During the month of November, in years when the Presidential election takes place, there’s typically a slight slowdown in home sales. As Ali Wolf, Chief Economist at Zondaexplains:

“Usually, home sales are unchanged compared to a non-election year with the exception being November. In an election year, November is slower than normal.

This is mostly because some people feel uncertain and hesitant about making big decisions during such a pivotal time. However, it’s important to know this slowdown is temporary. Historically, home sales bounce back in December and continue to rise the following year.

In fact, data from the Department of Housing and Urban Development (HUD) and the National Association of Realtors (NAR) shows after nine of the last 11 Presidential elections, home sales went up the next year (see graph below): No Caption Received

 

The graph shows annual home sales going back to 1978. Each year with a Presidential election is noted in blue. The year immediately after each election is green if existing home sales rose that year. The two orange bars represent the only years when home sales decreased after an election.

Home Prices

What about home prices? Do they drop during election years? Not typically. As residential appraiser and housing analyst Ryan Lundquist puts it:

“An election year doesn’t alter the price trend that is already happening in the market.”

Home prices are pretty resilient. They generally rise year-over-year, regardless of elections. The latest data from NAR shows after seven of the last eight Presidential elections, home prices increased the following year (see graph below): No Caption Received

 

Just like the previous graph, this shows election years in blue. The only year when prices declined after an election is in orange. That was during the housing market crash, which was far from a typical year. Today’s market is different than it was back then.

All the green bars represent when prices rose the following year. So, if you're worried about your home losing value because of an election, you can rest easy knowing prices rise after most Presidential elections.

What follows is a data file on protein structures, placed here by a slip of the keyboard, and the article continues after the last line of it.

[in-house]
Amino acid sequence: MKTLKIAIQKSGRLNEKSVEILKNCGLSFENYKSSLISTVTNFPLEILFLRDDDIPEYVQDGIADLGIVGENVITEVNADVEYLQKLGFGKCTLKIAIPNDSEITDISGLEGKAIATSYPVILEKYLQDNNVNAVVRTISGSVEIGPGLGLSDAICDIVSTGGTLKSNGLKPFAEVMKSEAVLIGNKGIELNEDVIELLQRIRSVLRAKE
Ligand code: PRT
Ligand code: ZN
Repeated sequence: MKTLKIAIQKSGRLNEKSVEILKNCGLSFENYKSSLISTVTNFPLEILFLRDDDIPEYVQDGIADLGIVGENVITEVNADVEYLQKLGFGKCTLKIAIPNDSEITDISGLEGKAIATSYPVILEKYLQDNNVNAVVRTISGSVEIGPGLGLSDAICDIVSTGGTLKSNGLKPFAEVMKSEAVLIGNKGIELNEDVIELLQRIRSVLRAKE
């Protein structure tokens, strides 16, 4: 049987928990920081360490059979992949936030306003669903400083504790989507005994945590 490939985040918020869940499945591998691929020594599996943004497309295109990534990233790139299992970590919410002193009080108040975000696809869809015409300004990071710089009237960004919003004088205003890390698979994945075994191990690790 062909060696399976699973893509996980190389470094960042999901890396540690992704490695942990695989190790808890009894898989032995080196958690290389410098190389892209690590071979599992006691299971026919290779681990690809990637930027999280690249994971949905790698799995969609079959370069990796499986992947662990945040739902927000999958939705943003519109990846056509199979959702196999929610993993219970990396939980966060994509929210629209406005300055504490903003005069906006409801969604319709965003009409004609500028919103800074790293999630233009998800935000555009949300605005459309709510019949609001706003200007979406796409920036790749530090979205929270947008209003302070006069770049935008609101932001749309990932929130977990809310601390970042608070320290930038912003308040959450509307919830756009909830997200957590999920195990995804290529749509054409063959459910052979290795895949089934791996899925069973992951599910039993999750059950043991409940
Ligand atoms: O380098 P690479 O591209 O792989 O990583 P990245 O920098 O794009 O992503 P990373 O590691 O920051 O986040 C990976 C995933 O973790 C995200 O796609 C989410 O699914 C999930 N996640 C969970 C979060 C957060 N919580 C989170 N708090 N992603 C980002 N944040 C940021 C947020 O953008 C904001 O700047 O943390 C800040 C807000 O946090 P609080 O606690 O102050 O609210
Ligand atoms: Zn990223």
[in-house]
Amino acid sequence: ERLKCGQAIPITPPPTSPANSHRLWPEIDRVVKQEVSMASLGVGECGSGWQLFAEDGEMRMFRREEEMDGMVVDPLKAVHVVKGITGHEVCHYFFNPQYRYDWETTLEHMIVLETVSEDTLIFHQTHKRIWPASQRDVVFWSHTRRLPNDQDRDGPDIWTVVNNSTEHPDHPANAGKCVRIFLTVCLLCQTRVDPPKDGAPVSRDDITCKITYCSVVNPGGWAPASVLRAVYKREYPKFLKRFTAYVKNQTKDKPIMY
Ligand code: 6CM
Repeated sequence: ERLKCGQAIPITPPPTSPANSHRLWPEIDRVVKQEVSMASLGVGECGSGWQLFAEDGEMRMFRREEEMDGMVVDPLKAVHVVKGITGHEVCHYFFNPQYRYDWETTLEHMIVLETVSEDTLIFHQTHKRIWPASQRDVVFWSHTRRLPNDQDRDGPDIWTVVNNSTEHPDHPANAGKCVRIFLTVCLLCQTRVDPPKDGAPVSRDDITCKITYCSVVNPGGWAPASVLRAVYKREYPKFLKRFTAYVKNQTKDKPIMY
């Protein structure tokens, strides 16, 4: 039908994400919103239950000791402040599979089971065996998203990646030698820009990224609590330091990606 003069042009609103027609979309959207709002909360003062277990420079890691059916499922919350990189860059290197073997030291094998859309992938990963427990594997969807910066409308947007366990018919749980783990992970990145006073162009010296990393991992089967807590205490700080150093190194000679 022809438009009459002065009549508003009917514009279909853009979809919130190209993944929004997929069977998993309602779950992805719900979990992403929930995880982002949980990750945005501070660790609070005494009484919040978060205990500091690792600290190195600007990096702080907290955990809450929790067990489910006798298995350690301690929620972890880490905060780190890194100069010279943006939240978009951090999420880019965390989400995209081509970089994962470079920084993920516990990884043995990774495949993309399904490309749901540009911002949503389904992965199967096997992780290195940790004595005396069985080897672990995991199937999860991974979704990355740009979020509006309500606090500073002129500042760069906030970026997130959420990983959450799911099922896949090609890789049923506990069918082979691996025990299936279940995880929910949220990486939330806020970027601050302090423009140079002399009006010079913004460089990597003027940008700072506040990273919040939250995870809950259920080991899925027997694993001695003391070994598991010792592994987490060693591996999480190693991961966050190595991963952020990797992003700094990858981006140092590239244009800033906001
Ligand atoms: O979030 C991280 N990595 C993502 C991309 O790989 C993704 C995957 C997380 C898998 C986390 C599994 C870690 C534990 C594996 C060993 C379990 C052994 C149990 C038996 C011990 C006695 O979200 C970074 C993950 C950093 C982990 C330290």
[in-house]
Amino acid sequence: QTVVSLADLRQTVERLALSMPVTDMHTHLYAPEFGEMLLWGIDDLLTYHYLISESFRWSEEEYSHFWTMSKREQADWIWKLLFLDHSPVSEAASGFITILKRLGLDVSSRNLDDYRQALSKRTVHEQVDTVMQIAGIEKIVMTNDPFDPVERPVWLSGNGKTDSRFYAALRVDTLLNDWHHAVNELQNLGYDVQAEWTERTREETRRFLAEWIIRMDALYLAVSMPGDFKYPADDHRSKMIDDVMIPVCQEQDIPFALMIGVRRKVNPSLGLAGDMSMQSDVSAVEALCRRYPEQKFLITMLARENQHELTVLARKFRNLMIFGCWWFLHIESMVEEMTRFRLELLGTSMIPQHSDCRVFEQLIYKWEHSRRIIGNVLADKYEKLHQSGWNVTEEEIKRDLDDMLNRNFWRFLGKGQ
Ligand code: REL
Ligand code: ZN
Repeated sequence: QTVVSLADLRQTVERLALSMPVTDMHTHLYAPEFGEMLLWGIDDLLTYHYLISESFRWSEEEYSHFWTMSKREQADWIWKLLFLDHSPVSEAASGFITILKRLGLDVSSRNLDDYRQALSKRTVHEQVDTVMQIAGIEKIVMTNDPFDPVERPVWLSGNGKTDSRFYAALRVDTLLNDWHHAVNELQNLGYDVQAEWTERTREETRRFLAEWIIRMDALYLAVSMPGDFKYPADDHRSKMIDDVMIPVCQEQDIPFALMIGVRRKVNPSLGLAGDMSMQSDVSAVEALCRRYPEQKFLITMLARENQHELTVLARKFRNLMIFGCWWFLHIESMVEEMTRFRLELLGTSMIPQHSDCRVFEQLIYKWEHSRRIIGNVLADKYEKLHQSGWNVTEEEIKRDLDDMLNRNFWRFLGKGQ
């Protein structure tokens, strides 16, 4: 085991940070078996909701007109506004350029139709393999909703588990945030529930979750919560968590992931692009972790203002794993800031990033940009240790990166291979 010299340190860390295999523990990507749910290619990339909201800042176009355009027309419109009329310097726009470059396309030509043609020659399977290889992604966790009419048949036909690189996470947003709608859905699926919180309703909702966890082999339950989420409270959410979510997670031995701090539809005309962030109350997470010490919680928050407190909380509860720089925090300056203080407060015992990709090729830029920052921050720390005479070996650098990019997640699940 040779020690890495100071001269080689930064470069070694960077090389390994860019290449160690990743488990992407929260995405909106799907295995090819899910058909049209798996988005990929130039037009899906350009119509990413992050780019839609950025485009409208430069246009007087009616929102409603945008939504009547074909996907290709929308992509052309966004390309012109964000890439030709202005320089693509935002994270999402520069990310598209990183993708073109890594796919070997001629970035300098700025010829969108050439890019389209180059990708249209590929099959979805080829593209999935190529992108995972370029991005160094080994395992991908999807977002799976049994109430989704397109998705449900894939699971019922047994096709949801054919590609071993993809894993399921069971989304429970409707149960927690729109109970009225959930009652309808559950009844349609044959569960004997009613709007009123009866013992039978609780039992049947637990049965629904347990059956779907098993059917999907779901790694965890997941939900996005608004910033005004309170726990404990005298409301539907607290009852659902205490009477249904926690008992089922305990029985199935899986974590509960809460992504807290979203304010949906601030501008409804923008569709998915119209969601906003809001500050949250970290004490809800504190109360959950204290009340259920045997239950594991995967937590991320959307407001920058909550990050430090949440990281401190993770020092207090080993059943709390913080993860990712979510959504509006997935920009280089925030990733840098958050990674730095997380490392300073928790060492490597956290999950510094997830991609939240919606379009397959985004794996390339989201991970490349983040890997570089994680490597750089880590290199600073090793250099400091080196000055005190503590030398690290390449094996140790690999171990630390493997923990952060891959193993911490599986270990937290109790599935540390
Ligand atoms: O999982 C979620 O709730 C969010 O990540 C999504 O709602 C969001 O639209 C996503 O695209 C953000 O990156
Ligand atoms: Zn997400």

Mortgage Rates

Mortgage rates are important because they affect how much your monthly payment will be when you buy a home. Looking at the last 11 Presidential election years, data from Freddie Mac shows mortgage rates decreased from July to November in eight of them (see chart below): No Caption Received

 

Most forecasts expect mortgage rates to ease slightly throughout the remainder of the year. If they’re right, this year will follow the trend of declining rates leading up to most previous elections. And if you’re looking to buy a home in the coming months, this could be good news, as lower rates could mean a lower monthly payment.

What This Means for You

So, what’s the big takeaway? While Presidential elections do have some impact on the housing market, the effects are usually small and temporary. As Lisa Sturtevant, Chief Economist at Bright MLS, says:

“Historically, the housing market doesn’t tend to look very different in presidential election years compared to other years.”

For most buyers and sellers, elections don’t have a major impact on their plans.

Bottom Line

While it’s natural to feel a bit uncertain during an election year, history shows the housing market remains strong and resilient. For help navigating the market, election year or not, let’s connect.

Posted in Real Estate News
June 10, 2024

Selling Smart: Why a Real Estate Agent Makes All the Difference

 




If you’re considering selling your house on your own as a “For Sale by Owner” (FSBO), you want to think about if it’s really worth the extra stress. Going this route means shouldering a lot of responsibilities by yourself – and, if you’re not an expert, that opens the door for mistakes to happen and can quickly become overwhelming.

report from the National Association of Realtors (NAR) shows two key areas where people who sold their own house struggled the most: pricing and paperwork.

Here are just a few of the ways an agent makes those tasks a whole lot easier.

Getting the Price Right

Setting the right price for your house is important. And, if you’re selling your house on your own, two common issues can happen. You might ask for too much money (overpricing). Or you might not ask for enough (underpricing). Either can make it hard to sell your house. According to NerdWallet:

“When selling a home, first impressions matter. Your house’s market debut is your first chance to attract a buyer and it’s important to get the pricing right. If your home is overpriced, you run the risk of buyers not seeing the listing.